U.S. Consumer Confidence Down
Apr 12, 2004
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Consumer confidence sank during the past month, weighed down by worries about job security and concerns about local economic conditions in the months ahead.

The AP-Ipsos consumer confidence index dropped to 84.8 the week of April 4, from a reading of 97.7 in early March, when Americans' feelings about the economy had shown an improvement from the previous month.

The decline in consumer confidence comes as other recent economic indicators suggest the overall national economy is gaining ground and that the jobs market may be finally turning an important corner.

The April consumer confidence reading was taken after the government released a report in early April showing the nation's payrolls in March posted their biggest gains in 4 years. Yet some economists believe that the preceding months of fairly lackluster job growth and a political and media spotlight on the issue of U.S. jobs migrating overseas may have heightened consumers' anxiety about their own job security.

"We've been saturated with the evils of offshoring jobs and that does start to color our perceptions," said Carl Tannenbaum, chief economist at LaSalle Bank. "I would have expected the level of comfort about jobs, though, would have been enhanced by the March employment report. But one month doesn't make a trend and there may still be lingering anxiety."

April's confidence index reading, the lowest since early October, was a little higher than the 83.3 registered for the same month a year ago when the economy was suffering from monthly job losses and was still struggling to get on firm footing.

The AP-Ipsos confidence index is benchmarked to a 100 reading on January 2002, the month the index was started by Ipsos.

Concerns about the surge in violence in Iraq and rising energy prices may be making consumers feel less optimistic about economic prospects, economists said.

The economy and Iraq also are major issues in the presidential campaign. Presumptive Democratic presidential nominee John Kerry has raised questions about U.S. President Bush's handling and leadership in these areas. Bush, meanwhile, has defended his policies.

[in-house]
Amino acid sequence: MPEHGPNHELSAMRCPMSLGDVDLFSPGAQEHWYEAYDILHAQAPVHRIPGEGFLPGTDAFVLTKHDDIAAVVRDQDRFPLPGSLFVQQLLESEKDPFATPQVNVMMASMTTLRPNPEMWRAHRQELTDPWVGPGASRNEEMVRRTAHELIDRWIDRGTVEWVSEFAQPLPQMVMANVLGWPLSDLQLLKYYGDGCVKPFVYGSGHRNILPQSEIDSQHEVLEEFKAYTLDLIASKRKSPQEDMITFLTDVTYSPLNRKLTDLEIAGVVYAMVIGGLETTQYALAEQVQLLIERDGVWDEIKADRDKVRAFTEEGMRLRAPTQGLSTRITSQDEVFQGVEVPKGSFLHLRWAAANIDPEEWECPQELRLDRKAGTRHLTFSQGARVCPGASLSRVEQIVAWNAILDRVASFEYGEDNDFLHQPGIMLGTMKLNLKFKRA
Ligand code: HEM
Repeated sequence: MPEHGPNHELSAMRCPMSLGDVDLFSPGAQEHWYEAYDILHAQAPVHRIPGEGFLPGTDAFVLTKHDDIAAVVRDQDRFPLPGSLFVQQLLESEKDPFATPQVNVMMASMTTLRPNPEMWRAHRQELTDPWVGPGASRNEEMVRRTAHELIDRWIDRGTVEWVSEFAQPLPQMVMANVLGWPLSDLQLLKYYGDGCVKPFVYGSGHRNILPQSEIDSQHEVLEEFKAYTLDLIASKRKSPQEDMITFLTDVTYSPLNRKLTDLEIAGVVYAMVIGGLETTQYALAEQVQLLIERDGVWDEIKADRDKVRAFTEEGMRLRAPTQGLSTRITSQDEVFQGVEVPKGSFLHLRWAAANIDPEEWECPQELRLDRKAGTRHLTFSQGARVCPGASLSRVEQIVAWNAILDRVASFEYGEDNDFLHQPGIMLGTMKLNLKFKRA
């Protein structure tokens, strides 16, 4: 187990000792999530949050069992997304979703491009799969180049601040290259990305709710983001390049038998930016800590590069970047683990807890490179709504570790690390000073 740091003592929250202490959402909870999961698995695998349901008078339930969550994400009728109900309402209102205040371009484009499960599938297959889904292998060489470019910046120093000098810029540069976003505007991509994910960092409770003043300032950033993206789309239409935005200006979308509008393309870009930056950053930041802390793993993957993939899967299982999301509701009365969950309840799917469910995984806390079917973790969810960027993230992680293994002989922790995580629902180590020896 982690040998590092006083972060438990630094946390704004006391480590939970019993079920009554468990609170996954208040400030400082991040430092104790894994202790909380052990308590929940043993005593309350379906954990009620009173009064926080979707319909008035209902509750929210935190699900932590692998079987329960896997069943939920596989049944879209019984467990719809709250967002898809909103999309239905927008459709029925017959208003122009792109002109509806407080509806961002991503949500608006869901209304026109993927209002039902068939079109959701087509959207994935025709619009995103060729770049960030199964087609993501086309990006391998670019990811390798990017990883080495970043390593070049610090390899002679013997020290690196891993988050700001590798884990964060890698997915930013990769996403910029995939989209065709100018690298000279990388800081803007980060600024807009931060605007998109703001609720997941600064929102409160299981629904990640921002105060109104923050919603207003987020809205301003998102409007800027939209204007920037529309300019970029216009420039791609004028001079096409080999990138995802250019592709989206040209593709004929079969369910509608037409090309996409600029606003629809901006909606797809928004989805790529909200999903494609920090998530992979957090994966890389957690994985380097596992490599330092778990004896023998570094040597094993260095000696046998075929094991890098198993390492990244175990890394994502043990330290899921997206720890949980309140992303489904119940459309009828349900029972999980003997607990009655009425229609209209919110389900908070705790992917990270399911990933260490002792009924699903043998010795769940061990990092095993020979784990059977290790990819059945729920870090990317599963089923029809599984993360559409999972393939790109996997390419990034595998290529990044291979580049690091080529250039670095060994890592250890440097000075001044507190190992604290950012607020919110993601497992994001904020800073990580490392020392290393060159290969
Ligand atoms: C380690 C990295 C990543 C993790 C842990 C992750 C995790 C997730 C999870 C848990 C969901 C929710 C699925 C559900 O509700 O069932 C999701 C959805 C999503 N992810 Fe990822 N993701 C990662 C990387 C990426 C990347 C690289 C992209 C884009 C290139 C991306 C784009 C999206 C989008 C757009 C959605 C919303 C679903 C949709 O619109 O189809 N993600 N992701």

A measure of consumers' feelings about the jobs climate showed the sharpest over-the-month decline of four subindexes. That "jobs" gauge dropped to 100.3 in early April, compared with 109.3 in March. The new reading was the lowest since early October.
Even with the robust payroll gain of 308,000 in March, the economy still has lost a net 1.84 million jobs since January 2001, the month Bush took office.

A subindex measuring consumers' feelings about economic expectations, including conditions in the local areas where they live or work, over the next six months, fell to 90.5 in early April, from a reading of 95.2 in March.

A measure of consumers' feelings about current economic conditions was 94.3 in early April, down from March's reading of 96.8.

The decline in both the expectations and current conditions subindexes may have been affected by concerns about the Iraq situation and higher energy prices, which don't seem to be letting up, economists said.

Another gauge looking at consumers' attitudes about making a purchase, saving and other investment decisions, declined to 95.7 in early April, from 97.7 in March. That dip, too, may have been affected by higher energy bills, making some people feel they have to less to spend or save on other things, analysts said.

So far, however, consumers have kept their pocketbooks and wallets sufficiently open to help the economy. Consumer spending accounts for roughly two-thirds of all economic activity in the U.S. and thus is an important force shaping the recovery.

With tax refunds arriving in mailboxes and borrowing costs at extra-low levels, consumer spending in the first half of this year should be respectable, analysts said. They believe economic growth in the first six months of this year will average more than 4.5 percent, a healthy pace.

April's index reading was based on interviews with 1,000 adults about the economy. Results of those interviews had a margin of error of plus or minus 3 percentage points. (AP)

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